- Future Skills Centre investments – The Future Skills Centre (a federal agency investing in disruptive educational innovation) has made several strategic investments to grow interest and capabilities in micro-credentials in Canada. These include an investment in Humber College’s modular stackable credentials targeting racialized peoples, people with essential skills gaps and youth newcomers and an investment in Bow Valley College’s AI-enabled learning platform for competency-based learning. Its most recent call for proposals focused on reskilling the newly unemployed as a result of COVID-19.
- Provincial supports – Ontario now leads Canada in investment in micro-credentials ($59.5 million over three years as announced in the 2020 Ontario Budget) as part of a strategic response to the economic consequences of the pandemic. A competitive process will be used to support specific new credentials and the Ontario Student Assistant Program (OSAP) will be modified to permit its use to support learners studying micro-credentials.
QUESTION 9: WHAT ARE PEOPLE LOOKING FOR IN MICRO-CREDENTIALS?
Not all learning relates to traditional credentials such as certificates, degrees and diplomas. Some is informal, self-study using freely available learning resources, short courses available on platforms, such as LinkedIn Learning, FutureLearn, edX and Coursera.
In high demand right now are courses in health and well-being, and information technology. Learners are also seeking specific skills related to current or future occupational intentions and personal interests and passions.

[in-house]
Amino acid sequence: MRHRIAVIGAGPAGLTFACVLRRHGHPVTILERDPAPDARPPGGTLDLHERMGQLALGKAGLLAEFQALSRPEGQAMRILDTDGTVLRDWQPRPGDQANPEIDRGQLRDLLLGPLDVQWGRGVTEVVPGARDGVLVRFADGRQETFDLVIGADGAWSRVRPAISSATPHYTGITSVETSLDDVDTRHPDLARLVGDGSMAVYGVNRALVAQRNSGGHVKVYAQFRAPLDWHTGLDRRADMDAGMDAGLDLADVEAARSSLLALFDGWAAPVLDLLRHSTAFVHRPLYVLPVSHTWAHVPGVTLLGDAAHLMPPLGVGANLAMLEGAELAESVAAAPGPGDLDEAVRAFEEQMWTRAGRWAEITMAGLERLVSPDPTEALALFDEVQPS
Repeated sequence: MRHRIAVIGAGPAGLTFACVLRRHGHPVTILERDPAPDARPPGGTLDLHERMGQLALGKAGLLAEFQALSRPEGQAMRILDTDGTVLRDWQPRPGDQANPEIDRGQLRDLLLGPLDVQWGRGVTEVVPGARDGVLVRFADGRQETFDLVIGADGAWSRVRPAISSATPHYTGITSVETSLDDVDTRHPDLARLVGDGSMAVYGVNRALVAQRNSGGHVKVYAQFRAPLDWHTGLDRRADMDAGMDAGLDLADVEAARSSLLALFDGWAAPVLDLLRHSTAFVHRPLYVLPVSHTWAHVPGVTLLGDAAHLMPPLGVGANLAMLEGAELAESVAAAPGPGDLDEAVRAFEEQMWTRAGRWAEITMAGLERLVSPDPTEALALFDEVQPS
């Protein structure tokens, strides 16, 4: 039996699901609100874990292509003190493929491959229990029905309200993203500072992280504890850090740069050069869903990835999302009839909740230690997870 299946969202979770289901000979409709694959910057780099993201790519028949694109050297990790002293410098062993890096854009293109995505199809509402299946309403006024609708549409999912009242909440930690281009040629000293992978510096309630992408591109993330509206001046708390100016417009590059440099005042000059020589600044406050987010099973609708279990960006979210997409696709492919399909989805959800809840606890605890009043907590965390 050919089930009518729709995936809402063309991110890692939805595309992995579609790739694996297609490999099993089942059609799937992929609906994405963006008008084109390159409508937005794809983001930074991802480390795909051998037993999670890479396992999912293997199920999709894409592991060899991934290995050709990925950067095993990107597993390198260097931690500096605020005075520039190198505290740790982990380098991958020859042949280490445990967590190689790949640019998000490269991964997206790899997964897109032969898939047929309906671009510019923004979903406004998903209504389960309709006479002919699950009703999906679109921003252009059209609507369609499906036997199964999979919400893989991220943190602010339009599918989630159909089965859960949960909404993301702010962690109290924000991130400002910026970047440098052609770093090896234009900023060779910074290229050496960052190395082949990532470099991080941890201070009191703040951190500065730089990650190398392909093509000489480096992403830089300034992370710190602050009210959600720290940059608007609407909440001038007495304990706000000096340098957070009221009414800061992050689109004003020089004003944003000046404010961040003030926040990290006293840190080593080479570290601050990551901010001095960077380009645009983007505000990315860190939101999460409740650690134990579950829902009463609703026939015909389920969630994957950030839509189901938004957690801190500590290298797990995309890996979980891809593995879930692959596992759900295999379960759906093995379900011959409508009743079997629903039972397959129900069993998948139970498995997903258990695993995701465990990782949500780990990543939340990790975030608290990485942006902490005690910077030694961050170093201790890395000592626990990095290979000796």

Some 644,000 Canadians enrolled in a Massive Open Online Course (MOOC) between March 1 and August 15, 2020. There were 32 million MOOC registrations in courses offered by just three MOOC providers (Coursera, edX and FutureLearn) between January 1 and August 1, 2020, with more people registering in April alone than in all of 2019.
In the early months of the pandemic, employees used some of their lockdown time for learning and development activities suggested by their employers. In addition to basic courses on virtual teamwork and effective project management for virtual teams, many employers asked their colleagues to catch up on courses dealing with changes to health and safety related to COVID-19, the impact of specific technologies like artificial intelligence (AI) and augmented/virtual reality on work processes, and web-based marketing and sales.
The uptake in some corporate learning centres was equally dramatic, with more learning opportunities shifting to online platforms.